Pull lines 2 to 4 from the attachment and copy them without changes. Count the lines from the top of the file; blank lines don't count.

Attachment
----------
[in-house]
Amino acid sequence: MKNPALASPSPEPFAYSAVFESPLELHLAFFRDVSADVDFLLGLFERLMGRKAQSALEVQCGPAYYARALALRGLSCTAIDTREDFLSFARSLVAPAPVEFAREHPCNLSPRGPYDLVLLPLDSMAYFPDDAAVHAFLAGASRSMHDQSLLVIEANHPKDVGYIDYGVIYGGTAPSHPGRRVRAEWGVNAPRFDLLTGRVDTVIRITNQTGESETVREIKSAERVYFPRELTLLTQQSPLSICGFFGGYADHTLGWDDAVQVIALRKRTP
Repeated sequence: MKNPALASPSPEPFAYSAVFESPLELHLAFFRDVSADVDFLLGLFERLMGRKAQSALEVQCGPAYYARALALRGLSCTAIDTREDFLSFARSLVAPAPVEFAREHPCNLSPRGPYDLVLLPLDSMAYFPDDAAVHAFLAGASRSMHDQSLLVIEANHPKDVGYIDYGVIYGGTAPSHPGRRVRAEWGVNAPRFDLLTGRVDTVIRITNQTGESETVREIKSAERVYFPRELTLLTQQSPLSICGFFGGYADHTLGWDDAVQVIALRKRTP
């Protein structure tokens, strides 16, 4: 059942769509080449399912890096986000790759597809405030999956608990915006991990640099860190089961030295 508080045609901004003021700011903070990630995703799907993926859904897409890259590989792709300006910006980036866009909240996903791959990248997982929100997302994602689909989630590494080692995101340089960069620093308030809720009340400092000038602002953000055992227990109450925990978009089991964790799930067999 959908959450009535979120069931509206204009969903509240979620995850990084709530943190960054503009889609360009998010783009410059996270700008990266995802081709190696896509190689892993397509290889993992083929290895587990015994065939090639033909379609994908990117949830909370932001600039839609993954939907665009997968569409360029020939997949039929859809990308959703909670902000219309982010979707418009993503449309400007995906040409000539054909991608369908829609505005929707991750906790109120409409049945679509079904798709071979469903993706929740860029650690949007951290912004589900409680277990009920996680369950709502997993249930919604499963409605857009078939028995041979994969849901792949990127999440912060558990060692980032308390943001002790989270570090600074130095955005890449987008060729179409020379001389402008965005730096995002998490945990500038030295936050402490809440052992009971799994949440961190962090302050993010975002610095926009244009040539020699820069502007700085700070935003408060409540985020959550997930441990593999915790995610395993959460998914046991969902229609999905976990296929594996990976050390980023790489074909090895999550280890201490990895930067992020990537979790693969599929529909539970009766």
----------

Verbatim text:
Amino acid sequence: MKNPALASPSPEPFAYSAVFESPLELHLAFFRDVSADVDFLLGLFERLMGRKAQSALEVQCGPAYYARALALRGLSCTAIDTREDFLSFARSLVAPAPVEFAREHPCNLSPRGPYDLVLLPLDSMAYFPDDAAVHAFLAGASRSMHDQSLLVIEANHPKDVGYIDYGVIYGGTAPSHPGRRVRAEWGVNAPRFDLLTGRVDTVIRITNQTGESETVREIKSAERVYFPRELTLLTQQSPLSICGFFGGYADHTLGWDDAVQVIALRKRTP
Repeated sequence: MKNPALASPSPEPFAYSAVFESPLELHLAFFRDVSADVDFLLGLFERLMGRKAQSALEVQCGPAYYARALALRGLSCTAIDTREDFLSFARSLVAPAPVEFAREHPCNLSPRGPYDLVLLPLDSMAYFPDDAAVHAFLAGASRSMHDQSLLVIEANHPKDVGYIDYGVIYGGTAPSHPGRRVRAEWGVNAPRFDLLTGRVDTVIRITNQTGESETVREIKSAERVYFPRELTLLTQQSPLSICGFFGGYADHTLGWDDAVQVIALRKRTP
């Protein structure tokens, strides 16, 4: 059942769509080449399912890096986000790759597809405030999956608990915006991990640099860190089961030295 508080045609901004003021700011903070990630995703799907993926859904897409890259590989792709300006910006980036866009909240996903791959990248997982929100997302994602689909989630590494080692995101340089960069620093308030809720009340400092000038602002953000055992227990109450925990978009089991964790799930067999 959908959450009535979120069931509206204009969903509240979620995850990084709530943190960054503009889609360009998010783009410059996270700008990266995802081709190696896509190689892993397509290889993992083929290895587990015994065939090639033909379609994908990117949830909370932001600039839609993954939907665009997968569409360029020939997949039929859809990308959703909670902000219309982010979707418009993503449309400007995906040409000539054909991608369908829609505005929707991750906790109120409409049945679509079904798709071979469903993706929740860029650690949007951290912004589900409680277990009920996680369950709502997993249930919604499963409605857009078939028995041979994969849901792949990127999440912060558990060692980032308390943001002790989270570090600074130095955005890449987008060729179409020379001389402008965005730096995002998490945990500038030295936050402490809440052992009971799994949440961190962090302050993010975002610095926009244009040539020699820069502007700085700070935003408060409540985020959550997930441990593999915790995610395993959460998914046991969902229609999905976990296929594996990976050390980023790489074909090895999550280890201490990895930067992020990537979790693969599929529909539970009766």